There was 20th-seeded John Isner's comeback from two sets down to edge 18-year-old Frances Tiafoe before a rowdy, standing-room-only crowd at the new Grandstand. And 26th-seeded Jack Sock's five-set victory over 18-year-old Taylor Fritz in another all-American matchup.
More, too: A first-round loss by Rio Olympics gold medalist Monica Puig, and French Open champion Garbine Muguruza's complaints about having trouble breathing after dropping the first set of a match she would go on to win in three.
Like Muguruza's win, Nadal's afternoon match in Ashe was played with the new $150 million retractable roof open under a blue sky, while offering some extra shade on a day when the temperature reached 90 degrees.
The good news for Nadal, he said afterward, is that the pain is gone from his wrist, which whips those violent, topspin-heavy forehands that are the key to his success — 14 of his 21 winners came off that wing.
The bad news for Nadal?
He still is working on feeling comfortable hitting down-the-line forehands, in particular, after sitting out — not just zero real matches, but barely any practice, either — from his withdrawal at the French Open in late May to the Olympics this month.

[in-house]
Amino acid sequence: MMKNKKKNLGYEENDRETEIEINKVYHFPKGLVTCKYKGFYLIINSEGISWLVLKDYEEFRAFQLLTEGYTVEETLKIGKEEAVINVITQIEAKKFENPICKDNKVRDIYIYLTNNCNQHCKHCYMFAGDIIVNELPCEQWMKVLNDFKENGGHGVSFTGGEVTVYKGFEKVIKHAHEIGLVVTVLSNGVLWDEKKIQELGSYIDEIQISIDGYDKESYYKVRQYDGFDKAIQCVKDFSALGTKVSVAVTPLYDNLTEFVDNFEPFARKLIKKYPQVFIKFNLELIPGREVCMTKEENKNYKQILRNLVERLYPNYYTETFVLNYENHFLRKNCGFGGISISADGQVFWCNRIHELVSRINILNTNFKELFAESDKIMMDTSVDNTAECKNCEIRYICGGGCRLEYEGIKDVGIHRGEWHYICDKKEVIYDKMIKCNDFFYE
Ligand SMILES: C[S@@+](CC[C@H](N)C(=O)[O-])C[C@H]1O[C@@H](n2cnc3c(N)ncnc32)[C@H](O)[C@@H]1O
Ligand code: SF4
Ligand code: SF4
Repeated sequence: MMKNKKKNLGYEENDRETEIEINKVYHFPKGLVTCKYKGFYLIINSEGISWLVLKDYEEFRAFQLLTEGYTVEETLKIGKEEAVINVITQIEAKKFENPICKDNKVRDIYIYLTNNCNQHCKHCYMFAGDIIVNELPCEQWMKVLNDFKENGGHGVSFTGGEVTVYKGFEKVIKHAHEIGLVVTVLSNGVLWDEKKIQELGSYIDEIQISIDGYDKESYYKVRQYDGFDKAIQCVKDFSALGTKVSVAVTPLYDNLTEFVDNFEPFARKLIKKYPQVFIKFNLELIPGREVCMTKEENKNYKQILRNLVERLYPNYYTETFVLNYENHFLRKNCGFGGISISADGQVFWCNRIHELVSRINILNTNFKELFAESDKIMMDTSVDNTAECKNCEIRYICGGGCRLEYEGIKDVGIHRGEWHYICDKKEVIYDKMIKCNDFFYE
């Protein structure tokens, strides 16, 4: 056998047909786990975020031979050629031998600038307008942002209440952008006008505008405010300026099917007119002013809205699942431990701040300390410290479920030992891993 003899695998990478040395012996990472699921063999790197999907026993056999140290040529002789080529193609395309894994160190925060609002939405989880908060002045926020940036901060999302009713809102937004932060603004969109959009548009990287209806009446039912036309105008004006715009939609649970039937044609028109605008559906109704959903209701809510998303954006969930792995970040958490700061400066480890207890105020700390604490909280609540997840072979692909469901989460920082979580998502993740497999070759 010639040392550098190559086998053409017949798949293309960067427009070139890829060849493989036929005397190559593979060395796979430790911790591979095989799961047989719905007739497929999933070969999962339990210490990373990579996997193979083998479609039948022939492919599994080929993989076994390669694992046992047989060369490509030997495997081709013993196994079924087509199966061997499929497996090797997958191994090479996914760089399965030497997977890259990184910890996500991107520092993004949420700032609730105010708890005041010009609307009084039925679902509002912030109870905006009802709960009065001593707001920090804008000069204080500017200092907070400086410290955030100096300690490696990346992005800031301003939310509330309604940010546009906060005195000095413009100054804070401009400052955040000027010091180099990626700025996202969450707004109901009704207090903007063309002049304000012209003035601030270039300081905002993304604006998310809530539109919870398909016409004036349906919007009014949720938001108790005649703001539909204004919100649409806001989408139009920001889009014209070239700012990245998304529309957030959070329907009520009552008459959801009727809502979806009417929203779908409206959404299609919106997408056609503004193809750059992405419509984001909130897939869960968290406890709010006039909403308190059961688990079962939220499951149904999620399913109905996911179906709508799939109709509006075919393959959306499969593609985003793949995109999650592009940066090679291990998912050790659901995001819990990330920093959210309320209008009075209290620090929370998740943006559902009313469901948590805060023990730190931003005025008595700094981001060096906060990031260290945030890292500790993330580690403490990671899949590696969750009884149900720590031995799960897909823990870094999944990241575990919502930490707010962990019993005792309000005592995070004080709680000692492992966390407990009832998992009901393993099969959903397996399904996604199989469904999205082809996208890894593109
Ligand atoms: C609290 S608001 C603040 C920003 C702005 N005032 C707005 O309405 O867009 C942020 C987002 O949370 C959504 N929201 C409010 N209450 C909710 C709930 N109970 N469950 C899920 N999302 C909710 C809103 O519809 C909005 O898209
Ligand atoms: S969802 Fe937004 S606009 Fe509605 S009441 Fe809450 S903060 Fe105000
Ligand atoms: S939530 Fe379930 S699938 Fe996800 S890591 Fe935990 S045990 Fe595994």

''Not easy to go 2½ months out of competition, in the middle of the season, without hitting a forehand,'' Nadal said. ''I need to have the confidence again with my wrist.''
Istomin, who is from Uzbekistan and is ranked 107th, was not exactly likely to give Nadal much of a test. He entered the day 0-4 against the two-time US Open champion, having dropped 10 of the 11 sets they'd played. He had lost his past 20 matches against top-10 opponents. Plus, he's been dealing with an injured right hamstring lately.
So what did he think of Nadal's play Monday?
''For the first set, I was feeling that he was not hitting hard,'' Istomin said. ''A lot of short balls.''
Nadal's summation of his day: ''Not very good; not very bad.''
Puig, seeded 32d, was upset by 61st-ranked Zheng Saisai, 6-4, 6-2. Puig had insisted Saturday that she was mentally ready for the year's final major after the whirlwind of the past couple of weeks. She's now 1-3 at Flushing Meadows.
Two-time US Open runner-up Caroline Wozniacki rallied from a set down for her first Grand Slam match win of 2016. Wozniacki beat qualifier Taylor Townsend, 4-6, 6-3, 6-4, in the first match at the new 8,000-seat Grandstand.